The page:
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It’s easier to hit your goals when you have a community of people supporting you.

It’s more fun to hustle on goals with other people.

You save time and grind and frustration when people give you encouragement.

Crossfit works because community works. They didn’t invent new weights or exercises or equipment. They simply tapped into the unbelievable power of community.

The best part is that it’s not too late to knock out your goals in 2016.

For the first time ever I’m launching a round of the 30 Days of Hustle Challenge in May. It begins on May 9th, and from now until midnight on Wednesday, you can join at the Early Bird rate of $60, which is 50% off the full price.

The 30 Days of Hustle Challenge is a 30-Day Video Course. In addition to an 8,000 word workbook with activities, 30 daily videos and the 30DOH worksheet, you get an invitation to a private Facebook community.

You get to join hundreds of other people from around the world that aren’t settling for average. You’ll meet people writing books, starting businesses, decluttering their homes, losing weight, finding jobs and chasing dreams.

Screen Shot 2015-11-27 at 10.46.15 PM

Since the beginning of the year over 3,000 people just like you have been going through the 30 Days of Hustle Challenge and have been accomplishing amazing things. The private Facebook community is thriving and the response to the brand new videos I made has been great!

Do what 15,000 other people have done over the past two years and go through the 30 Days of Hustle Challenge. Better yet, pass along the registration link and sign up with a friend!

Too many times we regret in December and we hope in January, and in between we lose sight of our goals. Not this year. This year is going to be awesome because this May we’ll head into the summer with momentum and purpose. Sign up today and join us!

To eliminate any risk, there’s a 30 day money back guarantee. If you don’t absolutely love the course, just email me and I’ll refund your money with no questions asked. (I hate when people make their refund policies more difficult than that.)

Don’t believe the lie that you can only crush goals in January. May is the new January.

Don’t believe the lie that you can only crush goals in January. May is the new January.
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(Note: The $60 Early Bird offer disappears Wednesday night at midnight PT. On Thursday, the rate goes up to the full price of $120. Registration closes on Friday night. Don’t miss it!)

The post It only looks like I’m dying in this photo because I am. appeared first on Jon Acuff.

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Published on May 02, 2016 02:00 • 8 views

April 28, 2016

What actions come to mind when I say the word “hustle?”

Working harder?

Doing as much as possible?

Getting more done?

Those are all addition activities, where you add more activities and more actions to your life. That is an important part of hustle, but hustle is more than that.

Successful people know hustle is also an act of subtraction. You have to remove things from your life that don’t matter so that you can focus on the things that do.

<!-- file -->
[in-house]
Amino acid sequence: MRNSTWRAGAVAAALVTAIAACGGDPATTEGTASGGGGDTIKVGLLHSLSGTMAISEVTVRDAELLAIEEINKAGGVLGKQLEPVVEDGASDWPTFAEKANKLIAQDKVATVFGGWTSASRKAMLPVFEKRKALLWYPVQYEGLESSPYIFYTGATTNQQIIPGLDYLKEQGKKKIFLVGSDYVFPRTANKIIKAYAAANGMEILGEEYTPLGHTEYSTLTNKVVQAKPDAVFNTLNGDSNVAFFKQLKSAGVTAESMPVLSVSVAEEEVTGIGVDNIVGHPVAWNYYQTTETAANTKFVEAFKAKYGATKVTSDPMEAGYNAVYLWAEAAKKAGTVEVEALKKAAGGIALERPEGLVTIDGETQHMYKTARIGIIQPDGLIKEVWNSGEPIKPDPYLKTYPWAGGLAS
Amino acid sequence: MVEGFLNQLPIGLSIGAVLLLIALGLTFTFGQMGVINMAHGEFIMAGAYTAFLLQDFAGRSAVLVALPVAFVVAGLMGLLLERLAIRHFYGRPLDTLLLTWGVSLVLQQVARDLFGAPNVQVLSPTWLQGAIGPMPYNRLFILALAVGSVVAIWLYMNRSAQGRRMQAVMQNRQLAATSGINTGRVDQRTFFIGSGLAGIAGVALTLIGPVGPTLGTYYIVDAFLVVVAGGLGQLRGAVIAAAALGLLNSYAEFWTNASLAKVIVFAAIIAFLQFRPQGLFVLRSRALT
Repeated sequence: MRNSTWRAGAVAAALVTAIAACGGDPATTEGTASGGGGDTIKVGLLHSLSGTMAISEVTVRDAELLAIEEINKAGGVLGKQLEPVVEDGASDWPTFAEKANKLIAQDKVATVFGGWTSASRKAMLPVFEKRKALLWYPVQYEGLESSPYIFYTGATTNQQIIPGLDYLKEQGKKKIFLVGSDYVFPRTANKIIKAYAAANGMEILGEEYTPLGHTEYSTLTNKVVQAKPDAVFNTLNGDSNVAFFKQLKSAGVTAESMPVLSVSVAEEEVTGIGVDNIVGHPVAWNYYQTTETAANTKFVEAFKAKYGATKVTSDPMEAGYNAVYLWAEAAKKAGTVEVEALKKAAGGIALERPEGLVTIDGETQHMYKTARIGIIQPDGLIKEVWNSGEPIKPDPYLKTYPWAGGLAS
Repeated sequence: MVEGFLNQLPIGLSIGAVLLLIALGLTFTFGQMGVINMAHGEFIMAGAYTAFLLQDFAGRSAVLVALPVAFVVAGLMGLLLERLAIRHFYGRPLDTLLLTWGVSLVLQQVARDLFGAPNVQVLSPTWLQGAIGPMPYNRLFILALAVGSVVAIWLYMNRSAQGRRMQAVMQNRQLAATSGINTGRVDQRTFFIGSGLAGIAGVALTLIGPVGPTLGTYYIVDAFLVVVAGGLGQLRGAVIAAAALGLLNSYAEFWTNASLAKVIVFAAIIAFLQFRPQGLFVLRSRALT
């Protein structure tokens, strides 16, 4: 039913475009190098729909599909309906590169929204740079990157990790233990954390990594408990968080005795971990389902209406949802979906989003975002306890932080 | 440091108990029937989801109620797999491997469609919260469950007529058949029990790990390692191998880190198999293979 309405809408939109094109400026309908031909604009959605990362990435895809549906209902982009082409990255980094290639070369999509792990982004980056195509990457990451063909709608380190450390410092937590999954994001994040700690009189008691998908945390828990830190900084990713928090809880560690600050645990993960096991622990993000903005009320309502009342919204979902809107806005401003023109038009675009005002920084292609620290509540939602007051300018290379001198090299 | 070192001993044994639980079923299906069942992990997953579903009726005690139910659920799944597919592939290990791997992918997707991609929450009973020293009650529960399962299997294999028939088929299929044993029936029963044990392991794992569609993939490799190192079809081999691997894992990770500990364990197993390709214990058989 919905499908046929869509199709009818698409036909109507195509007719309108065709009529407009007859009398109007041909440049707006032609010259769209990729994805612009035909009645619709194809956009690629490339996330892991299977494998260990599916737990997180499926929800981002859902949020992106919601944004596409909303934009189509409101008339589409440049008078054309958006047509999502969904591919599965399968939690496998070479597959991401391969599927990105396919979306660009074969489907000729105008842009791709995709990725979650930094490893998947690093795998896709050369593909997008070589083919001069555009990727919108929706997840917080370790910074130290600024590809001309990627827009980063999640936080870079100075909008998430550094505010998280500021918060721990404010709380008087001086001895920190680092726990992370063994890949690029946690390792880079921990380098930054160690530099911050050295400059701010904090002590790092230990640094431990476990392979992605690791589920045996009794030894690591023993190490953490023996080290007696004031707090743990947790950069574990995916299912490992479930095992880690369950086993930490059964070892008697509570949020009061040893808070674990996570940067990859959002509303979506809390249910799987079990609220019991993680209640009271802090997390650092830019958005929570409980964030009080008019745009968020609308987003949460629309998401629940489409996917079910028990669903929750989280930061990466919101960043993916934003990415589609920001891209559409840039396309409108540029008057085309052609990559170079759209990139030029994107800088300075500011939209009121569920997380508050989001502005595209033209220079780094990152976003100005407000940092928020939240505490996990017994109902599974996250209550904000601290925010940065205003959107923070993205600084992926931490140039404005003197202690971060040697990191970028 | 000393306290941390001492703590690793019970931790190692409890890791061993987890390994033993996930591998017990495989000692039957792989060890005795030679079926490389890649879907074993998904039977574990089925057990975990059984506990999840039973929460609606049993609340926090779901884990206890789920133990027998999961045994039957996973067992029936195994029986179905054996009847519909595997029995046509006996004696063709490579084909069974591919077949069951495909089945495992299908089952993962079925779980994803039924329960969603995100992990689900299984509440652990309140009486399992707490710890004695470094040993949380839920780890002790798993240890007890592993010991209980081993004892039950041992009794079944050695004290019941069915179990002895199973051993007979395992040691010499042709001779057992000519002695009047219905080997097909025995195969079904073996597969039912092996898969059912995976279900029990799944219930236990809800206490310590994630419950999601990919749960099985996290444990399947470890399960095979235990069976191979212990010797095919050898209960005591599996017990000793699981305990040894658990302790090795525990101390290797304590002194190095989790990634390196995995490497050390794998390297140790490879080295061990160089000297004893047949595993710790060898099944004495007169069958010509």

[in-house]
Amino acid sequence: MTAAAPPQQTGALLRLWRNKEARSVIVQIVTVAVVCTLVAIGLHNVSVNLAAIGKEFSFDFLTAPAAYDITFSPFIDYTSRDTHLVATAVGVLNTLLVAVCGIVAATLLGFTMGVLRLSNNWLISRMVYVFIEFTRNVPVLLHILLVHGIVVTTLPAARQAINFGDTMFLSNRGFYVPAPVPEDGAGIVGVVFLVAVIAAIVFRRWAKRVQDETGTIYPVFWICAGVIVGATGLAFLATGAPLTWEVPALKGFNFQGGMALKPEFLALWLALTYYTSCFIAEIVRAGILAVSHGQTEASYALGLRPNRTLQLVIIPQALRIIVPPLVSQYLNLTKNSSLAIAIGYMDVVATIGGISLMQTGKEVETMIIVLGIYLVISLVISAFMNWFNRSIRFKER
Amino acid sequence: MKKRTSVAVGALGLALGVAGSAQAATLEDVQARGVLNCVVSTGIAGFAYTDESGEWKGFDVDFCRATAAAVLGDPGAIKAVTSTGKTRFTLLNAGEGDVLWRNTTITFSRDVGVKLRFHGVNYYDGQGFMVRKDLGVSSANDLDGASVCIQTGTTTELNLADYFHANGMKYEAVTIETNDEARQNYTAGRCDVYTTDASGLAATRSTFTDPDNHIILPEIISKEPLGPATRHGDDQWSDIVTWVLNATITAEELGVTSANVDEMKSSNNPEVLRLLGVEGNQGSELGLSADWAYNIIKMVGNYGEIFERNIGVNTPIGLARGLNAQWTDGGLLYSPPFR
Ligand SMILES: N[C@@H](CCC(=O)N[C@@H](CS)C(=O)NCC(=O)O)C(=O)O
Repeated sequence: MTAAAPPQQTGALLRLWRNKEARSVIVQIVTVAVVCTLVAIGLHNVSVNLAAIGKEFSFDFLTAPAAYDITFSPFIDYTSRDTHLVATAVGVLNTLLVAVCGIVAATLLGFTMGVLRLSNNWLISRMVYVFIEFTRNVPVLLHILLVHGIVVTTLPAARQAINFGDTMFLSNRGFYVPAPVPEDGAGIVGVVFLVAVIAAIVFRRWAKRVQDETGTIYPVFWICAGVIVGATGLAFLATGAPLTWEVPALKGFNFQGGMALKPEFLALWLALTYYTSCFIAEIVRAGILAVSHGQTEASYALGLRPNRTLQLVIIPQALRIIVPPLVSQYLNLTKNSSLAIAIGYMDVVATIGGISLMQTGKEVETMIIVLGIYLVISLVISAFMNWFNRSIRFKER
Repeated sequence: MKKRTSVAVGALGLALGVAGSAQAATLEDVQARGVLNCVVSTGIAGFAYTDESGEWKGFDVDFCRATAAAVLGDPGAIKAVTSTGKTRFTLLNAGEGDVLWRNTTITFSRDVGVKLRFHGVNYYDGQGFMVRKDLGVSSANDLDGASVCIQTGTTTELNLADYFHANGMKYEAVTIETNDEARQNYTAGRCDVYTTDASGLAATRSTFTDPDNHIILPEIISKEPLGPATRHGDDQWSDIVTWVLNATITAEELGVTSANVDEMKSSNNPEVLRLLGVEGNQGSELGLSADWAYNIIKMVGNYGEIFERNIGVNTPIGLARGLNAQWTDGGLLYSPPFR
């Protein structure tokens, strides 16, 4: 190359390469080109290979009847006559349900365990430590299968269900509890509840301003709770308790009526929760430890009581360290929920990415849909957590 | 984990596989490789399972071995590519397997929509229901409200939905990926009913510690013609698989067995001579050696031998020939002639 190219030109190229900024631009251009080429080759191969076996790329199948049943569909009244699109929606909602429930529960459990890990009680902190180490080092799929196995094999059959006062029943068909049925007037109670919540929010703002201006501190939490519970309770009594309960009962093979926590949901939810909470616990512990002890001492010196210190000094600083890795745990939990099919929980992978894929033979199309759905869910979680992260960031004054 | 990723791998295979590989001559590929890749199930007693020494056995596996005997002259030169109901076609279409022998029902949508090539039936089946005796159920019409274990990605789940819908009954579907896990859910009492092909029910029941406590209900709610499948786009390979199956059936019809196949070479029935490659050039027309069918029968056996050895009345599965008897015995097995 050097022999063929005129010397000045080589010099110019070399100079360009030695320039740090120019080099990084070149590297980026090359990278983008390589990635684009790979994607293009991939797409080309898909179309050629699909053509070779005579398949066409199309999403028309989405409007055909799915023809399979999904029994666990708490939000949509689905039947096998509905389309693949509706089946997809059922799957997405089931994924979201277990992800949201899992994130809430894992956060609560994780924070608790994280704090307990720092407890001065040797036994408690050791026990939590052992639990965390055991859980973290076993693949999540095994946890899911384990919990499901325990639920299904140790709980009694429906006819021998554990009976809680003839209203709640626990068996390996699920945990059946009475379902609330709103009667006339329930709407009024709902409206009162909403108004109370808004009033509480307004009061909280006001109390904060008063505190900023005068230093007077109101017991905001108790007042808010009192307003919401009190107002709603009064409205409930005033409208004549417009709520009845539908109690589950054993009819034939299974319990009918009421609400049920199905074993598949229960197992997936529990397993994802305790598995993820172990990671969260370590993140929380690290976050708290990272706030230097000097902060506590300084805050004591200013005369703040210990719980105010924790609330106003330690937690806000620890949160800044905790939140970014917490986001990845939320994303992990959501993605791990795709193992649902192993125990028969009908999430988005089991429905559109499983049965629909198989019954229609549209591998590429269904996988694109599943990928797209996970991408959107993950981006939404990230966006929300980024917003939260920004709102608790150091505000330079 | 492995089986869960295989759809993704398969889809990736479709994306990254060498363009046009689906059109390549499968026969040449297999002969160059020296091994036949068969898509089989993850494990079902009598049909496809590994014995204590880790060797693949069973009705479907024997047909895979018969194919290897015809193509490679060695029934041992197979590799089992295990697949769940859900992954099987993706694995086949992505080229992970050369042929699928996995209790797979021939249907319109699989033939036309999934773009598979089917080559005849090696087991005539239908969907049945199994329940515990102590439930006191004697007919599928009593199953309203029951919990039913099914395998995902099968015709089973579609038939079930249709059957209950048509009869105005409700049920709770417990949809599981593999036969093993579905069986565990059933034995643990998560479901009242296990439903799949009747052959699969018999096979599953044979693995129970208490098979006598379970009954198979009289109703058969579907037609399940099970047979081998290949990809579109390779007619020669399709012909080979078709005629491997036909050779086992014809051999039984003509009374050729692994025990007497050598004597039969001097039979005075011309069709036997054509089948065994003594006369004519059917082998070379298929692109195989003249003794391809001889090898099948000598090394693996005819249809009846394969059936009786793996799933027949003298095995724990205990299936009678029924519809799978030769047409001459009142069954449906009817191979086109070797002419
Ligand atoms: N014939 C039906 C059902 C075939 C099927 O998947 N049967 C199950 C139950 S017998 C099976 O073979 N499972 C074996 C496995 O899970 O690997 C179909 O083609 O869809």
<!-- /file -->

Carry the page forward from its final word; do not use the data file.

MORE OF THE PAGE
Hustle is a scalpel. It helps you remove things from your life that don’t matter.
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But in a busy world where more things compete for more of your time than ever before, what are the things you should ignore?

Better yet, what are The 3 Things Successful People Ignore?

That’s the question I’ll be addressing in a free webinar next Wednesday night, May 4th at 7PM Central.

I’ll not only tell you what they are, but I’ll give you practical advice on how to ignore each one.

And if you can’t make the live webinar, I’ll be sending out a replay link to everyone who registered for the event so they can watch it later.

Sign up here to watch live or to receive the replay link.

Hope you join me next week!

The post The hidden secret of those who hustle well. appeared first on Jon Acuff.

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Published on April 28, 2016 02:00 • 6 views

April 26, 2016

The word “hustle” has a terrible reputation. Your most obnoxious, self promotional friend is constantly posting pictures of watches, Lamborghini’s or yachts on Instagram with captions like “Every day I’m hustlin’ – Abraham Lincoln.” I’m pretty sure that was Rick Ross, not Abe Lincoln.

Over the last two years I’ve taken more than 15,000 people through the 30 Days of Hustle Challenge (join the wait list for the May launch here), and if there’s one thing I’ve learned it’s that there is still a lot of confusion about what it means to hustle.

Is hustling a good thing or a bad thing?

Is it the reason successful folks are doing so well, or the reason workaholics roll over people like human bulldozers?

Is it an Axe Body Spray flavor or not?

(It’s not an Axe Body Spray, by the way. But Score, Jet, and Touch are.)

Here’s what I know: Hustle is an act of focus, not frenzy. It’s an act of addition, but also subtraction. It’s about focusing on what matters the most, in the right way.